What is the silent struggle? It's that terrifying feeling that you'll never leave this life satisfied. The fear that however far you may be from the finish line, you'll never have enough time to collect all the pieces to the puzzle you had pictured yourself completing. It's not daily goals as much as it's completed thoughts, driving your way on life's road; some people have clear directions drawn from a young age, while others required further exploration before becoming certified cartographers, but far too many are just left behind without even a compass or piece a paper to chart their path. I fall into the second category and the pause on a life I already started later is something that admittedly scared me, and the unknown future ahead will always be darker than the familiar paths of the past. I want to continue to discover the impact I can have, not just on my life, but on the lives of those around me because despite the pain I may feel at times, I can't even imagine the overwhelming fear that is consuming those who fall into the latter category.

As I have gotten older, I began to understand the sheer volume of money that exists in this country and the amount of poverty that somehow coexists around it. For the past century, corporate propaganda has created the concept of "skilled" vs "unskilled" labor, which has separated people into two groups; the paid and the unpaid. As the pandemic swept through the world, many of the "unskilled" workers turned out to be essential for the every day survival of people. The irony of that wasn't lost on me, but it may have been on others. It turns out that we all provide value to the world in different and unique ways, and while some people have their own garage, a Princeton degree and $300,000 from their parents to start a business, many don't and there's no reason that the person putting their life on the line during a pandemic at a meat packing facility should have to work 7,540,000 years before making the amount of money Jeff Bezo's has. The struggle so many face is not self inflicted, but systematically guided. It's not about socialism, capitalism, communism, liberalism, fascism or any other ism; it's about people, and the inherent greed that lies within so many.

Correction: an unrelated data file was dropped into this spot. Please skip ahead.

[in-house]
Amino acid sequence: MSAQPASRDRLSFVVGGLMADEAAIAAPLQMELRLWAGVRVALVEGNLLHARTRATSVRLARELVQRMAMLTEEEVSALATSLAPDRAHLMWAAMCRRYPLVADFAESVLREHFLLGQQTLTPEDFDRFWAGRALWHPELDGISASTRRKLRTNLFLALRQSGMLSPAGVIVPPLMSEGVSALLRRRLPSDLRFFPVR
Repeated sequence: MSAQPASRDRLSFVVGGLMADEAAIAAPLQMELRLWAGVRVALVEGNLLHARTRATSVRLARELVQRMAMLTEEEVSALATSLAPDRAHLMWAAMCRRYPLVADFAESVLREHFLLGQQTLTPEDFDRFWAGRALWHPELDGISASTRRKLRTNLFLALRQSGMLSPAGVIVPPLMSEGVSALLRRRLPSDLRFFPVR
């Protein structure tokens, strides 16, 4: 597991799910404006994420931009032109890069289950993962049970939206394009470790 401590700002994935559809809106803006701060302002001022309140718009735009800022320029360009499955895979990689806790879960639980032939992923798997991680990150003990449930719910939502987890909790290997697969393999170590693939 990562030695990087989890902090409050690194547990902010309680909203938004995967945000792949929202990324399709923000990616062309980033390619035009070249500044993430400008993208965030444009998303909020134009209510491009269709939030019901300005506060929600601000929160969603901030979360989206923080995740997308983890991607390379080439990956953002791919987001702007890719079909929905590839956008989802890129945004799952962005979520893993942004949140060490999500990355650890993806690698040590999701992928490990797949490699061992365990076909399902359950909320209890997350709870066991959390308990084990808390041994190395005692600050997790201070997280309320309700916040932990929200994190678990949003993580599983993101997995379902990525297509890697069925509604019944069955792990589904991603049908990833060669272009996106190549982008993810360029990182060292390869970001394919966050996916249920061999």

Let's talk about the obscene wealth, and what it would cost to uplift those that were left behind - those that the system has convinced so many aren't worth the clothes on their own backs. Those with obscene wealth have been glorified to the point of admiration when the reality of their comeuppance is likely darker than space. The theft of ideas, betrayal of their employees, family and coworkers and the exploitation of a system that was intended to assist and protect societies most vulnerable are at the core of many of these nightmares disguised as fairy tales. People like Steve Cohen, Mark Zuckerberg and Jeff Bezo's in another time wouldn't be celebrated but better yet they'd be ostracized. Companies aren't built by executives or upper management, instead the foundations are laid by the very employees who are discarded like a dirty napkin left on a restaurant table.